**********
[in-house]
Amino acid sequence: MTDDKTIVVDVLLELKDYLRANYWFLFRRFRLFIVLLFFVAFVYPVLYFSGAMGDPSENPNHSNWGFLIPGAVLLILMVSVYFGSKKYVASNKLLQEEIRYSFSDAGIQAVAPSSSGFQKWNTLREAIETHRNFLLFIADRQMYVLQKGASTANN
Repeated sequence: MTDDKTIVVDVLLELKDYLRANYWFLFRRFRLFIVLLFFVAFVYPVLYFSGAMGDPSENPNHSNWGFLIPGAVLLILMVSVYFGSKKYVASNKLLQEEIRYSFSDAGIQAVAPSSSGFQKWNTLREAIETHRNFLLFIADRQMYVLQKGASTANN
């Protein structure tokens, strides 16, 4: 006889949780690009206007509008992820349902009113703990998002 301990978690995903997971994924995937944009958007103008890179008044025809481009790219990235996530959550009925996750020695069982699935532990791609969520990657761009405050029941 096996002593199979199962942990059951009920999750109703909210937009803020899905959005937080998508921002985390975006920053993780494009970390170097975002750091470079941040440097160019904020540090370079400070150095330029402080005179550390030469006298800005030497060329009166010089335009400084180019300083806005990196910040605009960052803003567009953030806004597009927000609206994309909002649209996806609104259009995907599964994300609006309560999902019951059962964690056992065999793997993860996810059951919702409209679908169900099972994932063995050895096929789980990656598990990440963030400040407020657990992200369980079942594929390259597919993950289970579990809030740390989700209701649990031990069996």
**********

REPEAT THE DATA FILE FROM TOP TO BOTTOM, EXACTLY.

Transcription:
[in-house]
Amino acid sequence: MTDDKTIVVDVLLELKDYLRANYWFLFRRFRLFIVLLFFVAFVYPVLYFSGAMGDPSENPNHSNWGFLIPGAVLLILMVSVYFGSKKYVASNKLLQEEIRYSFSDAGIQAVAPSSSGFQKWNTLREAIETHRNFLLFIADRQMYVLQKGASTANN
Repeated sequence: MTDDKTIVVDVLLELKDYLRANYWFLFRRFRLFIVLLFFVAFVYPVLYFSGAMGDPSENPNHSNWGFLIPGAVLLILMVSVYFGSKKYVASNKLLQEEIRYSFSDAGIQAVAPSSSGFQKWNTLREAIETHRNFLLFIADRQMYVLQKGASTANN
């Protein structure tokens, strides 16, 4: 006889949780690009206007509008992820349902009113703990998002 301990978690995903997971994924995937944009958007103008890179008044025809481009790219990235996530959550009925996750020695069982699935532990791609969520990657761009405050029941 096996002593199979199962942990059951009920999750109703909210937009803020899905959005937080998508921002985390975006920053993780494009970390170097975002750091470079941040440097160019904020540090370079400070150095330029402080005179550390030469006298800005030497060329009166010089335009400084180019300083806005990196910040605009960052803003567009953030806004597009927000609206994309909002649209996806609104259009995907599964994300609006309560999902019951059962964690056992065999793997993860996810059951919702409209679908169900099972994932063995050895096929789980990656598990990440963030400040407020657990992200369980079942594929390259597919993950289970579990809030740390989700209701649990031990069996």